Video: The 3 Types of AI (Dawid Naude)

In this video, Dawid Naude, an independent AI Consultant who until recently was the head of generative AI at Accenture Technology provides a framework on “The 3 types of AI”, which you might find useful as you develop your AI Strategy.

Like to setup a call?

Please submit this form if you would like us to setup a call with Dawid.


This is a model that we've come up with. It's how to think about how AI is felt within your organization.

It's three categories: invisible, assistive, and integral. So "invisible" is where you don't actually see the AI. It's hidden. The great thing about that is there's no change management or anything like that required because it's completely hidden. The most obvious example of this is not a new one. It's spam filtering.

You only know that your spam filter hasn't worked when you get a spam message. Or when somebody contacts you to say, "I sent you an email, why haven't you replied?" and you find it in your spam inbox. So as much as you can put things into as invisible, the better. Things like being able to direct a call to the right place based on an email, or, I mean, support agent based on the context of an email.

That's something that's invisible. Nobody really sees it. And if you get it wrong, it's okay. It just gets the person redirected to the right area.

The next one is the chat GPT world. This is assistive. It doesn't replace you. It makes it easier for you to do your job. So I can ask a chat bot, "What's your leave policy? And am I allowed to take, particularly if lost time on annual leave?"

And it'll give you that answer. But you could have got that answer anyways from going to the different portals. So it helps you, but it doesn't necessarily replace you. Now, obviously, the different speeds at which it helps you depend on how familiar you are with the tool and also how well the tool has been configured for your use. So you don't need to expect a user to prompt engineering and all of that. That's at the middle pillar. The third pillar is integral.

This is where it gives you superpowers and allows you to do things you simply cannot do without the AI. This is things like allowing a call center agent who's English to speak in Mandarin to a customer.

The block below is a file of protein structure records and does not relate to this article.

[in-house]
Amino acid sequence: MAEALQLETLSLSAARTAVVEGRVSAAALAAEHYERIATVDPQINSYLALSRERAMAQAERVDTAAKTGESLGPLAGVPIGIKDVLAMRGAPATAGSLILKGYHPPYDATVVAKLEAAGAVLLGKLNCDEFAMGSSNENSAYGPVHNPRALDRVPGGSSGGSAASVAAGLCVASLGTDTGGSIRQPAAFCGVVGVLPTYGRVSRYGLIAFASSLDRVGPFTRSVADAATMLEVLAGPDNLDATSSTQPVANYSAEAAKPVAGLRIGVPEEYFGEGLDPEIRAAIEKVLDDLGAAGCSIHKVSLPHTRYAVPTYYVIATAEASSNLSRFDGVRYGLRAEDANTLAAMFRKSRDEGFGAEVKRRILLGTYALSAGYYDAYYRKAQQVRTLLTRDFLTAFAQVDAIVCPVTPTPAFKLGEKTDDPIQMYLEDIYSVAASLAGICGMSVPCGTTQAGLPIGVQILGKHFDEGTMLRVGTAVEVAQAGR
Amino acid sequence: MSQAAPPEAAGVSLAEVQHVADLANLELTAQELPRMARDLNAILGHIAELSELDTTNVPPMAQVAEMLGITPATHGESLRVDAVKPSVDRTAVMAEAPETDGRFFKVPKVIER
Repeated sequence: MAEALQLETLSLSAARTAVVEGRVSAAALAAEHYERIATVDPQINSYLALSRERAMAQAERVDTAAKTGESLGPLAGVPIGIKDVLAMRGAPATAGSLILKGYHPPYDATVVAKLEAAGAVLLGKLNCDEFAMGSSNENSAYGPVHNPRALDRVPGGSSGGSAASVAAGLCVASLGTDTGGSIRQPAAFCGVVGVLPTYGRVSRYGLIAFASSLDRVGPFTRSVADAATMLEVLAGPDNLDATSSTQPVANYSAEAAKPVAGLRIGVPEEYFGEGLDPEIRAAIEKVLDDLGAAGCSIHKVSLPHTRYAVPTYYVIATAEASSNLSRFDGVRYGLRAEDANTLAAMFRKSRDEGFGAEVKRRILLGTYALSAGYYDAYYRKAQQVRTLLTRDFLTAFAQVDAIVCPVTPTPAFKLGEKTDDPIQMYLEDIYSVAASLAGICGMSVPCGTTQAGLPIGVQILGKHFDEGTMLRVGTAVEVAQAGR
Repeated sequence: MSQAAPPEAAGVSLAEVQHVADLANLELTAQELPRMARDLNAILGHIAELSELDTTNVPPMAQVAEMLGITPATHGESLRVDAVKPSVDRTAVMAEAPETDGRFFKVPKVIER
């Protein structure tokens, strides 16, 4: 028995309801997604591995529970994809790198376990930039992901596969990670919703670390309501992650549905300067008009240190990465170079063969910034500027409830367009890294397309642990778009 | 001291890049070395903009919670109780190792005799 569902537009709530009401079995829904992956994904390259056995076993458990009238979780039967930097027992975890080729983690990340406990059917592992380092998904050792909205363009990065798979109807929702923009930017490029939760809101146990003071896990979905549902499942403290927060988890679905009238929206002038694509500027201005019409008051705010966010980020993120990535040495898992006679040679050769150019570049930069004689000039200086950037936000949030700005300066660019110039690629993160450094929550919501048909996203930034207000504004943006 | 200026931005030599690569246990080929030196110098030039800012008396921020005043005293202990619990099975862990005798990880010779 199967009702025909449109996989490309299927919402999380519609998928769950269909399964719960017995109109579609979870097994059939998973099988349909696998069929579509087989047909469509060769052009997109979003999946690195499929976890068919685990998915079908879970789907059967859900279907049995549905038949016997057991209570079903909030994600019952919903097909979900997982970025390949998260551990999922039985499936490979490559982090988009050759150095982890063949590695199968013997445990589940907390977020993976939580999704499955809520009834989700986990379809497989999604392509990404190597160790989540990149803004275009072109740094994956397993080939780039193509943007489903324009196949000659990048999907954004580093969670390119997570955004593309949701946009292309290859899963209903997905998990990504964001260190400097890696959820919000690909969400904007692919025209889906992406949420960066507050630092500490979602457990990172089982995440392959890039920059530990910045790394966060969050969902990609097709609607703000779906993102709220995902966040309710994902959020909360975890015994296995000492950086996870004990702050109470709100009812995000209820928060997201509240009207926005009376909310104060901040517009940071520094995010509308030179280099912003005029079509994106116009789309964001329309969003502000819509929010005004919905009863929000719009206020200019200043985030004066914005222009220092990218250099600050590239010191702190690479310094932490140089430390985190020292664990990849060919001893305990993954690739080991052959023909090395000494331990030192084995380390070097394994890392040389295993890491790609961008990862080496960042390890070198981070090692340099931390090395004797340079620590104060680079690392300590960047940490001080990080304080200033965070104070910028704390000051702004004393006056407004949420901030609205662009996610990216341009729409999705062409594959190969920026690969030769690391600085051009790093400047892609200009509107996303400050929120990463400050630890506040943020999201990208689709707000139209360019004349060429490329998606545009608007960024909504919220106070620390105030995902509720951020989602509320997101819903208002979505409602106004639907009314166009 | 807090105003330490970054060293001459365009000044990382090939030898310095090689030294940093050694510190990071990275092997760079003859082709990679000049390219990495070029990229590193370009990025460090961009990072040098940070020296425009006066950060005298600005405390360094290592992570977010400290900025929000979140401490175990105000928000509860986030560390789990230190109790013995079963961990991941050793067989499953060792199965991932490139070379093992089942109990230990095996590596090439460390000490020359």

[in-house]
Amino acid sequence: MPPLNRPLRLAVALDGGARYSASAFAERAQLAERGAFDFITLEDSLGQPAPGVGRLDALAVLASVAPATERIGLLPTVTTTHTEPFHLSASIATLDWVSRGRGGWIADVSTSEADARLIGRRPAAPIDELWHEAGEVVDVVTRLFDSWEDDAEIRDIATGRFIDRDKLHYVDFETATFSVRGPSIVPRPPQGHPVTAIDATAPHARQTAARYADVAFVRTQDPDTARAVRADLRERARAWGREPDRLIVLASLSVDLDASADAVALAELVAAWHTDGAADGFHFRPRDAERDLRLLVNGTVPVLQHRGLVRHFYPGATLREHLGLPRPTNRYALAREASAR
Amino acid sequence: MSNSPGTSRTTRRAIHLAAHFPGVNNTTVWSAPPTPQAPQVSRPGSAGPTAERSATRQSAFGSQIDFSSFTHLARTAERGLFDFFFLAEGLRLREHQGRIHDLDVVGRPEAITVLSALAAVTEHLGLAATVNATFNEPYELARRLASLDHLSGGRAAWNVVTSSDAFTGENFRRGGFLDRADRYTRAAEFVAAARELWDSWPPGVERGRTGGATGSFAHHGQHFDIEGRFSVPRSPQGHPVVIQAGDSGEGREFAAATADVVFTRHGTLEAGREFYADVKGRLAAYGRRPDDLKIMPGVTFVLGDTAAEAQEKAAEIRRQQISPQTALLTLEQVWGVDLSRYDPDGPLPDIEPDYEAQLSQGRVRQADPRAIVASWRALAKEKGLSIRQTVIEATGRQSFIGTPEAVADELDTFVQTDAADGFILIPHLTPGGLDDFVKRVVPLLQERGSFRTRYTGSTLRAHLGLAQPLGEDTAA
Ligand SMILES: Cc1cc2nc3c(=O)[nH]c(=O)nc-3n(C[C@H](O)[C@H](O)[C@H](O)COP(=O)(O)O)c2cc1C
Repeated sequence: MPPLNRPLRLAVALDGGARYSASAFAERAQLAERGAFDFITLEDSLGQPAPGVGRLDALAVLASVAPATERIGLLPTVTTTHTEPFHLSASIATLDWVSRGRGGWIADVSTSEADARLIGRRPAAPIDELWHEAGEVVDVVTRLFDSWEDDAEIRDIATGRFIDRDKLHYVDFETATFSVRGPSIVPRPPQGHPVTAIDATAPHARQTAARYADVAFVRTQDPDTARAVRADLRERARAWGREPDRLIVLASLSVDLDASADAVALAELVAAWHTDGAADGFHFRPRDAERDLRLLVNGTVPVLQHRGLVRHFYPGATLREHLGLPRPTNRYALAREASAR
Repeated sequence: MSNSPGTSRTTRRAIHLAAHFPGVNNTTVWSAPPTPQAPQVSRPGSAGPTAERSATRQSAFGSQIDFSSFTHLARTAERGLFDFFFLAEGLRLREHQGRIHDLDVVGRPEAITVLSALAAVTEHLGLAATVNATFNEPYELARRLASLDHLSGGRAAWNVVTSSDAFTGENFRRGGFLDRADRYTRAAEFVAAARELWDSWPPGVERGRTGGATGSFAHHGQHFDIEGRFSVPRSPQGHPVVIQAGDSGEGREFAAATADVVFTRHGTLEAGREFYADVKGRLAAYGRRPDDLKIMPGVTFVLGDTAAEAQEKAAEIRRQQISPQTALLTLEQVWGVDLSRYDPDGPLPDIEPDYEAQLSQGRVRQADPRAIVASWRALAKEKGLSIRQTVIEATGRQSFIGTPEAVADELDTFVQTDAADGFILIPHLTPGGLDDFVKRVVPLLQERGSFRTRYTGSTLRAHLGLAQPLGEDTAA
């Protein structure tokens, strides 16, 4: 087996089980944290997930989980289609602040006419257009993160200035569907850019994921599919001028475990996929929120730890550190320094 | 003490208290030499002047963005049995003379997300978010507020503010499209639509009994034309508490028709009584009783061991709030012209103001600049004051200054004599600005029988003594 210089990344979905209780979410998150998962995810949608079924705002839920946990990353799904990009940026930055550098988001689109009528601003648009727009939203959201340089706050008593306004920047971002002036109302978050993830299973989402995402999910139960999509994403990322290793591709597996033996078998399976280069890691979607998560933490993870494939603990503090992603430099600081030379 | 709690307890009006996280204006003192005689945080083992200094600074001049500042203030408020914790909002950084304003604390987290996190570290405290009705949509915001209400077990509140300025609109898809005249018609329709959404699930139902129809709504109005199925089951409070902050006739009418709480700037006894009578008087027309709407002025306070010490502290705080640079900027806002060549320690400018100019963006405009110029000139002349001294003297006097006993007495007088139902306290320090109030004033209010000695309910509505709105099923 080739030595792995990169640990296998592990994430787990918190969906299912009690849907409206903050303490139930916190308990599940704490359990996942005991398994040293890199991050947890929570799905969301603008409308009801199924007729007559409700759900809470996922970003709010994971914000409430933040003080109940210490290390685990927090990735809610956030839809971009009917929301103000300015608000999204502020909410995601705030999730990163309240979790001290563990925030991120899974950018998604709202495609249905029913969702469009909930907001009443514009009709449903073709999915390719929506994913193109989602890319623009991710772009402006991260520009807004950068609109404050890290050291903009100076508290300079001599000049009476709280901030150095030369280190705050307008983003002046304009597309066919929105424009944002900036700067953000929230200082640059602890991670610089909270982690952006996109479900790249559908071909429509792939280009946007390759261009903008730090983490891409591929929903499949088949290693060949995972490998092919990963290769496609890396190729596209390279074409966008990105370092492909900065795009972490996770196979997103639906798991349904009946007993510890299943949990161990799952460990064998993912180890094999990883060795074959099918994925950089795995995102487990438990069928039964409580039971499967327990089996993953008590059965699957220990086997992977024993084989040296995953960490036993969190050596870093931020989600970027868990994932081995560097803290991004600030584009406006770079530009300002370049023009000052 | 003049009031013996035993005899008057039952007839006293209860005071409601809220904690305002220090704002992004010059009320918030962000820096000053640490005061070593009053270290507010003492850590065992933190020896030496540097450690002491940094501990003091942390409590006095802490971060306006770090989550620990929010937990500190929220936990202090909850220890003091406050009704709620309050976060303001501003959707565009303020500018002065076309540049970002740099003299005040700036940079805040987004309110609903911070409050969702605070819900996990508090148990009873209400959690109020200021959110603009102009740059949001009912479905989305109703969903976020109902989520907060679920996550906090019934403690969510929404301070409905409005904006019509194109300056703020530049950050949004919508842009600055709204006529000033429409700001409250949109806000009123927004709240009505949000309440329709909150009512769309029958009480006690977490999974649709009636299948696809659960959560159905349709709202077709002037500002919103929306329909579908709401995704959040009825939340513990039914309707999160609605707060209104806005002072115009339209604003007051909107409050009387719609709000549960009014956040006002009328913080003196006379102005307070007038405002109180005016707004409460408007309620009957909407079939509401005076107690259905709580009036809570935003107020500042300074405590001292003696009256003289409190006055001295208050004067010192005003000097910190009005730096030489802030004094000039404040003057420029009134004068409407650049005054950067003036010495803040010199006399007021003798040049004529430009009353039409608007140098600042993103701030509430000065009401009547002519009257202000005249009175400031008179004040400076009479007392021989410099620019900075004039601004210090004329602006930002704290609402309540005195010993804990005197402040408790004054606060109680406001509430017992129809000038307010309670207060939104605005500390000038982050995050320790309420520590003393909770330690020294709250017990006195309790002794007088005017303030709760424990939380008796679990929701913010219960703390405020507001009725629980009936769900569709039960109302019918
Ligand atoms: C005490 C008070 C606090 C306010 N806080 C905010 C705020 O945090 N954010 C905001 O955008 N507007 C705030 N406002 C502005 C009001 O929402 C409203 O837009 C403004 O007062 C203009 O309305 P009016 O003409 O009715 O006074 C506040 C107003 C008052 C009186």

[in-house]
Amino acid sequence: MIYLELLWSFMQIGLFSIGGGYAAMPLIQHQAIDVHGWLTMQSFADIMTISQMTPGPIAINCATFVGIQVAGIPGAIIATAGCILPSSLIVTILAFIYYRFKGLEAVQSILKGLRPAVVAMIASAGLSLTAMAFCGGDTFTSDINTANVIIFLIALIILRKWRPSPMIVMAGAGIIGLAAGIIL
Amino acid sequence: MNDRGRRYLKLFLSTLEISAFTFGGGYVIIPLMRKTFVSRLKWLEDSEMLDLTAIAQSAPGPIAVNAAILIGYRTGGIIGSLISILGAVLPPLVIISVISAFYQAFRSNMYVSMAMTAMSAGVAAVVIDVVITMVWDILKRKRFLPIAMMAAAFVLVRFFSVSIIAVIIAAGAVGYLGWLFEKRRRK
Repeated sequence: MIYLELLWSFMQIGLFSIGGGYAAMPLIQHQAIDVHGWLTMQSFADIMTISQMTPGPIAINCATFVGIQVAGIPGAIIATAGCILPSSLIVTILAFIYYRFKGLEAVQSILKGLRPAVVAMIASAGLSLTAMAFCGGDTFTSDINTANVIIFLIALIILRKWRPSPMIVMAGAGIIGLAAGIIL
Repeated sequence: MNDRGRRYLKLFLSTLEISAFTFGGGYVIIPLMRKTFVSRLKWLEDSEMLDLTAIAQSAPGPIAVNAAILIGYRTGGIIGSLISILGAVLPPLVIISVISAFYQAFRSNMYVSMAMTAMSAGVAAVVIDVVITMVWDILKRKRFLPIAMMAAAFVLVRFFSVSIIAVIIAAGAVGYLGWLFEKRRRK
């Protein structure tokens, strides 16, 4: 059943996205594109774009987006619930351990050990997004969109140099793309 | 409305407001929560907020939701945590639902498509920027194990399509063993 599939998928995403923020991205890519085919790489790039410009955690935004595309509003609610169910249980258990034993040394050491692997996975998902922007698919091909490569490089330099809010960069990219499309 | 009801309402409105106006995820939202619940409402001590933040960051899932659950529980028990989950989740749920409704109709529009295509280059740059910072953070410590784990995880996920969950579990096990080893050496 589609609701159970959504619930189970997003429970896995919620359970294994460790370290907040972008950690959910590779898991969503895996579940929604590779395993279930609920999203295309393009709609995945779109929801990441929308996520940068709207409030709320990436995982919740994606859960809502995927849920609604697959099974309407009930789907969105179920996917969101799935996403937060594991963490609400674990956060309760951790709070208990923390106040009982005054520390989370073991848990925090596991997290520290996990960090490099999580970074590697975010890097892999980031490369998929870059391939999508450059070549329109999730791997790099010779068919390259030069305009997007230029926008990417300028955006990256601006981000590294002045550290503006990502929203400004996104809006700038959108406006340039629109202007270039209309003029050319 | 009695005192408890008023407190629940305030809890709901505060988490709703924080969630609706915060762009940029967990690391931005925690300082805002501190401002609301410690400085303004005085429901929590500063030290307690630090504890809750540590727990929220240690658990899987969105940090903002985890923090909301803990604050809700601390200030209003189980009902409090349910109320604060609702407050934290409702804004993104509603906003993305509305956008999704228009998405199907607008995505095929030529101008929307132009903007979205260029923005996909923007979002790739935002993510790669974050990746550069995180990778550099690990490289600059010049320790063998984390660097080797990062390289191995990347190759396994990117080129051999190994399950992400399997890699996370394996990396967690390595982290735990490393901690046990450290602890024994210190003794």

At the beginning, this is all chat, but with how quickly audio is moving, it's very soon. In fact, I'd be blown away if the first trials aren't happening this year where we have somebody speaking on the phone in English to somebody in Mandarin, and they're speaking and it's a fluent conversation, maybe with a small lag, but it's a fluent conversation.

It's being able to give your full-stack Java engineer the ability to write in Cobol so that you're not no longer single point dependent on a Cobol engineer who's probably gonna retire in the next two years or should have retired in the last five. So it's giving them superpowers. It's allowing a much more junior contract lawyer to actually give a whole lot of very important contract markups that typically would have had to rely on somebody a lot more senior, which has probably led to a lot of delays to getting work done. So integral is really where it gives you those superpowers.

And it's also no surprise that the change management effort is very different for each of these.

So invisible, there's basically no change meant for the effort. It's you just basically need to train people on what do you do when it's not working the way you expected?

What many people are completely overlooking at this point is the change management effort for assistive. So I've seen this myself. When I was at Accenture, we organized fifty licenses of Chachi BT enterprise for people in Australia. I was so excited. Obviously, I'm an AI guy. I was using these things every day.

What I found was out of the fifty, maybe five of them were using them regularly. Most had used it once or twice or maybe now and again. And then there was a big group, maybe ten of them, that had never even logged in. So it was a complete, typical bell curve. And I asked one of them, "How are you finding chat GPT?" And they said, "Alright, it's pretty good. I used it to write a cold outreach email to this client. I'm trying to get a meeting with, but it was a bit salesy."

And then that led them to stop. You know, they didn't try again. I said, "You actually just literally have to tell ChatPT that was too salesy."

And then it will rewrite it. So there's a big change management effort that's required there. The thing that we all need to realize though is we need the change management effort, but our kids and grandkids definitely won't. They're gonna operate in this universe.

I remember early in my career when I was at NAB, there was a banker that was recounting his weekend at dinner. And he said that he had gotten into a massive argument over the date something had happened, some historical event, and basically, it spoiled the whole family dinner. They were arguing with each other. I was a grad, and I just said, "Why don't you just Google it?" Like, to see what the answer is. And he paused for a second and thought, "Yeah, I don't know why. We just didn't think of that."

He just wasn't used to doing that. It was a very new behavior for him to Google the internet for an answer to something. That is absolutely what the coming generation is gonna treat these tools as. They're gonna expect that you just have AI and having to log into workday to submit a leave request or get a pay slip or something like that is absolutely not gonna be what the future generation expects. They're gonna just ask, "Can I log a leave request, sure, which days?"

Yeah, great. Done. And it does all the interactions for you.